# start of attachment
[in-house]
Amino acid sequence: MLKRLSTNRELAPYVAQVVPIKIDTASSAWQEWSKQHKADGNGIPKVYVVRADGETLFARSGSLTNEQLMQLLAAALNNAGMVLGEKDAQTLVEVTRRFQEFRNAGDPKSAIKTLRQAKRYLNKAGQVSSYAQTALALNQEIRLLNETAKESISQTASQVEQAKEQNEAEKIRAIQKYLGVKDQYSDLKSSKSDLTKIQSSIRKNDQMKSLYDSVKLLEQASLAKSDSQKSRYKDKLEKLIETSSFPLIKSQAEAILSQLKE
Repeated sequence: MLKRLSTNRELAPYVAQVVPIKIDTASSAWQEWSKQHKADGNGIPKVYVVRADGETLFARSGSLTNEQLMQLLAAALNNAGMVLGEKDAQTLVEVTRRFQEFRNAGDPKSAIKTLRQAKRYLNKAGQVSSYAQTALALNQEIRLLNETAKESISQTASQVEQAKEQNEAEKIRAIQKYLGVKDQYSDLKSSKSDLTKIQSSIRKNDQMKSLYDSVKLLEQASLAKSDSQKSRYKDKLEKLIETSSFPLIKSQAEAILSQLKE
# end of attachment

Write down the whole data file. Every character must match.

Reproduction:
[in-house]
Amino acid sequence: MLKRLSTNRELAPYVAQVVPIKIDTASSAWQEWSKQHKADGNGIPKVYVVRADGETLFARSGSLTNEQLMQLLAAALNNAGMVLGEKDAQTLVEVTRRFQEFRNAGDPKSAIKTLRQAKRYLNKAGQVSSYAQTALALNQEIRLLNETAKESISQTASQVEQAKEQNEAEKIRAIQKYLGVKDQYSDLKSSKSDLTKIQSSIRKNDQMKSLYDSVKLLEQASLAKSDSQKSRYKDKLEKLIETSSFPLIKSQAEAILSQLKE
Repeated sequence: MLKRLSTNRELAPYVAQVVPIKIDTASSAWQEWSKQHKADGNGIPKVYVVRADGETLFARSGSLTNEQLMQLLAAALNNAGMVLGEKDAQTLVEVTRRFQEFRNAGDPKSAIKTLRQAKRYLNKAGQVSSYAQTALALNQEIRLLNETAKESISQTASQVEQAKEQNEAEKIRAIQKYLGVKDQYSDLKSSKSDLTKIQSSIRKNDQMKSLYDSVKLLEQASLAKSDSQKSRYKDKLEKLIETSSFPLIKSQAEAILSQLKE